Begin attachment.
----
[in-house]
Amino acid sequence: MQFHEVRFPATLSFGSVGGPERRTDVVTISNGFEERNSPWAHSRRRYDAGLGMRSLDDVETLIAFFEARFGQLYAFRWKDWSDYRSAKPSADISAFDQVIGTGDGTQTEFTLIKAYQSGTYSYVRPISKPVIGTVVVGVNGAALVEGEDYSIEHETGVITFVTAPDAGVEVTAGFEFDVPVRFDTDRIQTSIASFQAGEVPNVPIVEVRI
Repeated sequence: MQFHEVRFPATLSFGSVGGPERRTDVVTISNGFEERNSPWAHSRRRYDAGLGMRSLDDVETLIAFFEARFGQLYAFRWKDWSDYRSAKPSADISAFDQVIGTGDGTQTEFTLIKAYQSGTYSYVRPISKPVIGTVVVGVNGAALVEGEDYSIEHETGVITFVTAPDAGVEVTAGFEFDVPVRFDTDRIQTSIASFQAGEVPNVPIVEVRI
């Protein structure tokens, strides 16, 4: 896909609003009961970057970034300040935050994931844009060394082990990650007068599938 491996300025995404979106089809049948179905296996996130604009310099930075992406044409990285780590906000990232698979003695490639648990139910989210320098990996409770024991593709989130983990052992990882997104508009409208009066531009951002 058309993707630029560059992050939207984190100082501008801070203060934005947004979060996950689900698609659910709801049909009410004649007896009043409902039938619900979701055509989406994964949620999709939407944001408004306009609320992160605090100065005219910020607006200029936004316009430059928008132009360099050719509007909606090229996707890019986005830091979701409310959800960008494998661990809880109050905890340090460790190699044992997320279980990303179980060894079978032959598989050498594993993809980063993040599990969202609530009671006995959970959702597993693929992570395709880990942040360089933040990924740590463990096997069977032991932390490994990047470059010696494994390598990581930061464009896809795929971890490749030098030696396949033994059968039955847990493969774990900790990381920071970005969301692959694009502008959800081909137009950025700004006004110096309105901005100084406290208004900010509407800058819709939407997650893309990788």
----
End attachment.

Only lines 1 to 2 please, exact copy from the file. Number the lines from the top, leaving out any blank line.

[in-house]
Amino acid sequence: MQFHEVRFPATLSFGSVGGPERRTDVVTISNGFEERNSPWAHSRRRYDAGLGMRSLDDVETLIAFFEARFGQLYAFRWKDWSDYRSAKPSADISAFDQVIGTGDGTQTEFTLIKAYQSGTYSYVRPISKPVIGTVVVGVNGAALVEGEDYSIEHETGVITFVTAPDAGVEVTAGFEFDVPVRFDTDRIQTSIASFQAGEVPNVPIVEVRI